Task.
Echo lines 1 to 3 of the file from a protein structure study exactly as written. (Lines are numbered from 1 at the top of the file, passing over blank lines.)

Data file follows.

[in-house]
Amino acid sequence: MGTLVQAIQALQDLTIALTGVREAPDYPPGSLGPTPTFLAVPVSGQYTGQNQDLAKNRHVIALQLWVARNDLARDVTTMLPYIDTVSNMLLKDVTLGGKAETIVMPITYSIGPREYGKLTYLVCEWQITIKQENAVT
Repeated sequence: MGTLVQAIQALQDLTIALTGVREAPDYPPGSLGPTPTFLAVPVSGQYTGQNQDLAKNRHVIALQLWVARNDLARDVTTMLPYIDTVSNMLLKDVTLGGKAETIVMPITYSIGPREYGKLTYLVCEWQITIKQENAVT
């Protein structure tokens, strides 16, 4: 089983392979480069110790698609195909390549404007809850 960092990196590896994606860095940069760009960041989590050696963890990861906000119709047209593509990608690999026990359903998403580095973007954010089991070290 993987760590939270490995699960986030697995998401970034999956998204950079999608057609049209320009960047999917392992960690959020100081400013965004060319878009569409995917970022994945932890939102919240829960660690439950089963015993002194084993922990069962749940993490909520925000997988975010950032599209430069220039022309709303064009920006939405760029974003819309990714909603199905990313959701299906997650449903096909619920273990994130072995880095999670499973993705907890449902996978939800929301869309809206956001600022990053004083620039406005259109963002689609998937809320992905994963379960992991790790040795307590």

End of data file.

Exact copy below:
[in-house]
Amino acid sequence: MGTLVQAIQALQDLTIALTGVREAPDYPPGSLGPTPTFLAVPVSGQYTGQNQDLAKNRHVIALQLWVARNDLARDVTTMLPYIDTVSNMLLKDVTLGGKAETIVMPITYSIGPREYGKLTYLVCEWQITIKQENAVT
Repeated sequence: MGTLVQAIQALQDLTIALTGVREAPDYPPGSLGPTPTFLAVPVSGQYTGQNQDLAKNRHVIALQLWVARNDLARDVTTMLPYIDTVSNMLLKDVTLGGKAETIVMPITYSIGPREYGKLTYLVCEWQITIKQENAVT